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Nigeria Struggles to Cope With Ebola Outbreak: 'State of Emergency' Declared After 10 People Infected

Ebola Virus. (Photo by Centers for Disease Control)
Ebola Virus. (Photo by Centers for Disease Control)
By Sabrina Tavernise
Ebola, one of the world’s most fatal diseases, has surfaced in Africa’s most populous country.

Nigerian health officials have announced 10 confirmed cases and two deaths in the country from the Ebola outbreak that is sweeping West Africa, including a nurse and a man from Liberia whom the nurse had been caring for.

The man, Patrick Sawyer, a naturalized American citizen, had flown to Nigeria in late July and died soon after. He had infected at least eight other people, including the nurse, who died on Tuesday, officials said.

By Friday, President Goodluck Jonathan had declared a state of emergency, officially adding Nigeria, home to more than 160 million people, to the list of nations struggling to control one of the largest public-health emergencies in recent history. More than 900 people have died.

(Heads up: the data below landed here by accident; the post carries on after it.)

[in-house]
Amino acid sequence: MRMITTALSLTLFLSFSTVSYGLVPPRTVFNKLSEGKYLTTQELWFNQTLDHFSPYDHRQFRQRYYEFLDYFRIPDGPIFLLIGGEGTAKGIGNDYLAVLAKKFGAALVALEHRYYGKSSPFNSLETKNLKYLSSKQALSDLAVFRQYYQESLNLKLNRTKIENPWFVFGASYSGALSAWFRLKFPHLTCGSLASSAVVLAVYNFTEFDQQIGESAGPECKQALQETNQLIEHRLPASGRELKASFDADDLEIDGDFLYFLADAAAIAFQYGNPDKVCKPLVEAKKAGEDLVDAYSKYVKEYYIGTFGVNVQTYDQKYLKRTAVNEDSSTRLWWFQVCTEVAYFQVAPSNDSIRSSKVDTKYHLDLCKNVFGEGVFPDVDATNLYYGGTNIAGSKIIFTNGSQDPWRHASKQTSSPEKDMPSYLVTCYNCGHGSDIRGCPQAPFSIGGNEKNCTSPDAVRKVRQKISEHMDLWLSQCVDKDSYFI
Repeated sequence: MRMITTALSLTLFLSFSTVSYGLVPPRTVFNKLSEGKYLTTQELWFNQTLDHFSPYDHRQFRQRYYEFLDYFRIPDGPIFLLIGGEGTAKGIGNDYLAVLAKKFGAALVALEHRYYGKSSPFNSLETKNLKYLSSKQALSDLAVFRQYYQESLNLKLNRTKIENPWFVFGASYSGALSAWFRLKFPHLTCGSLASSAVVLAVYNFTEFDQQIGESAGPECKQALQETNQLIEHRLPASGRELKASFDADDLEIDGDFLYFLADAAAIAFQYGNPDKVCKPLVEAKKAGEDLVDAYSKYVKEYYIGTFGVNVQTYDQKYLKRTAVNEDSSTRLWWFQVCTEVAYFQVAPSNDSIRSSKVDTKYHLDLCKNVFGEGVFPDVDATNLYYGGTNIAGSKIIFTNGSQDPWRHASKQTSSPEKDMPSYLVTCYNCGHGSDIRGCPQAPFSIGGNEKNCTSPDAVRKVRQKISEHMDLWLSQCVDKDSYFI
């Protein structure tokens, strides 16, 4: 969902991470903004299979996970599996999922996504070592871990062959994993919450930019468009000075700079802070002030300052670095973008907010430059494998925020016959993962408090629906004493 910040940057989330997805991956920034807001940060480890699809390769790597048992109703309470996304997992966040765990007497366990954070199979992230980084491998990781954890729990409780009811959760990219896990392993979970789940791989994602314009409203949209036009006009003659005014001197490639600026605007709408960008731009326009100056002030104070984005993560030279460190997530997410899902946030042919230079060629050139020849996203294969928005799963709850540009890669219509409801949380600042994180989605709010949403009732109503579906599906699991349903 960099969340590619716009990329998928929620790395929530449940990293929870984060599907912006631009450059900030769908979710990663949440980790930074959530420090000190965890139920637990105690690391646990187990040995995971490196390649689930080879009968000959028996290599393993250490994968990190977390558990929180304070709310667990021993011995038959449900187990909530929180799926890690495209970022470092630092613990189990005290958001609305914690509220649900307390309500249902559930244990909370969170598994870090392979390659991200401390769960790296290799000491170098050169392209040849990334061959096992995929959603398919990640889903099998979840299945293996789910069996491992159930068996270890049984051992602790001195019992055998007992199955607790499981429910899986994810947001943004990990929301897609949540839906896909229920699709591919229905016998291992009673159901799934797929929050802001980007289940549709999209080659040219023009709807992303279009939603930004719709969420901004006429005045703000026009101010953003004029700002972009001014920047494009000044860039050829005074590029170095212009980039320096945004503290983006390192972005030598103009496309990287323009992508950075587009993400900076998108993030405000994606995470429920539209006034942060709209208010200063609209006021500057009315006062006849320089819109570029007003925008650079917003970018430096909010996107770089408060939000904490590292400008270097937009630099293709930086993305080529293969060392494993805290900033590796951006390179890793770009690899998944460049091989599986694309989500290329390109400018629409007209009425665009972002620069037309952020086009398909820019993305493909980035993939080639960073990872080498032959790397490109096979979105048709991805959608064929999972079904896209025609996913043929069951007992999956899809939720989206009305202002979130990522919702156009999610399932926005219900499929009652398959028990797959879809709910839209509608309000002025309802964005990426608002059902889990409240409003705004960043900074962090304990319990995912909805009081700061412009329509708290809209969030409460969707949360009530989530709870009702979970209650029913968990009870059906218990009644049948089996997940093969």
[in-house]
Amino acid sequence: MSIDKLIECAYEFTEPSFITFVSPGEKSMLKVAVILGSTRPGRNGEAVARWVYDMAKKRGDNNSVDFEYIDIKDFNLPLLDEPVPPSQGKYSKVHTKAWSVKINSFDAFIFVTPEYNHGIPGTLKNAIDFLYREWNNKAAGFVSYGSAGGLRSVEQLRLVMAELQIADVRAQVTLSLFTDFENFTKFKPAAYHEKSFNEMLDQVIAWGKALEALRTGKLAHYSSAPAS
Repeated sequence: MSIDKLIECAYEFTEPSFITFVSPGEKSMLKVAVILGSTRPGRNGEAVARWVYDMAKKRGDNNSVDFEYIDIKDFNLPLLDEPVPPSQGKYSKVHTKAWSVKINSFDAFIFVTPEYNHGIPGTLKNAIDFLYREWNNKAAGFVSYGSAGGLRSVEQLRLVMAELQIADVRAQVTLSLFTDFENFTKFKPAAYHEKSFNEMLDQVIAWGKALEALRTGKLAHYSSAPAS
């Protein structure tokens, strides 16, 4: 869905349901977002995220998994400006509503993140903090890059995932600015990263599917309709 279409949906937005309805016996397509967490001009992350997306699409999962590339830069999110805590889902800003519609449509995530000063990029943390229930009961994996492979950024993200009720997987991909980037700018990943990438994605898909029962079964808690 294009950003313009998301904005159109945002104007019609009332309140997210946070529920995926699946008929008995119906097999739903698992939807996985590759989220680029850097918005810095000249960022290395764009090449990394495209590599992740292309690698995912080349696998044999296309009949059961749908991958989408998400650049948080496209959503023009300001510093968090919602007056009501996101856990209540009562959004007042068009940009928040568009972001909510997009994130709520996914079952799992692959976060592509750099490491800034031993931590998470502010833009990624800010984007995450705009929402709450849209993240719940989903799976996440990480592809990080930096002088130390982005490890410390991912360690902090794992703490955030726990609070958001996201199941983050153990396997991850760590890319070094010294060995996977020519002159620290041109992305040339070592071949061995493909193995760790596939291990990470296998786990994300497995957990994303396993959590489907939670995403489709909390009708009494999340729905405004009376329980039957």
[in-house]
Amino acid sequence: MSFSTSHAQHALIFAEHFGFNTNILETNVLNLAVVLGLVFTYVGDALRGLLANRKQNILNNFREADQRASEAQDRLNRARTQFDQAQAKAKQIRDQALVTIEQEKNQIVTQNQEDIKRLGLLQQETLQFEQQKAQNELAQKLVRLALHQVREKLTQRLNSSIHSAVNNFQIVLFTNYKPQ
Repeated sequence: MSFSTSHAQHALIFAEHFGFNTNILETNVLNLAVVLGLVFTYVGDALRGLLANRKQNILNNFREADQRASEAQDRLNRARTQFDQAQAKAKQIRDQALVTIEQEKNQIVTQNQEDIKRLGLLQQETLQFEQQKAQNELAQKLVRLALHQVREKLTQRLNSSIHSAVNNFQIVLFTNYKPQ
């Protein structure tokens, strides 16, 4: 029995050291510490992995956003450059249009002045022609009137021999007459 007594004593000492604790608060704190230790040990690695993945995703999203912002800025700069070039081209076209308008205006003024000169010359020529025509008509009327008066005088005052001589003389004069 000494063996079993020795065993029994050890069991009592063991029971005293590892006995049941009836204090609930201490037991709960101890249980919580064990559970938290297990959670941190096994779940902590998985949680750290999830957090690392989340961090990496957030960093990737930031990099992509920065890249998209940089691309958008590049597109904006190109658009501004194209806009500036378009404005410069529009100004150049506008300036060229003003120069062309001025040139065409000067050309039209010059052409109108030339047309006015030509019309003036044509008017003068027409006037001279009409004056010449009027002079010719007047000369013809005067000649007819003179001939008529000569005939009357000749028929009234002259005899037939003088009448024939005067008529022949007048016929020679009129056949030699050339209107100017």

The story of Mr. Sawyer, who according to Nigerian newspaper accounts was aware that he was sick when he left Liberia, demonstrates just how difficult containing the disease will be in the modern age of rapid travel and growing urbanization. Nigeria has Africa’s largest economy and is deeply connected to the outside world, a fact that could magnify the consequences if the outbreak is not contained.

“Rapid epidemic transmission has been with us a long time, but my guess is that it’s accelerating, with the number of people on the move and intensity of air travel, global trade and the numbers of displaced people we have globally,” said Jeffrey D. Sachs, an economist and the director of the Earth Institute at Columbia University.

Climate change, population growth and an increase in displaced populations mean that people are pushing into previously uninhabited places, creating new vulnerabilities and bringing humans into closer contact with animal populations, where many of the diseases have begun, he said.

At the same time, globalization means that people are mixing more, trading more and handling more farm animals in industrial settings — all of which facilitate the emergence and spread of infectious diseases.

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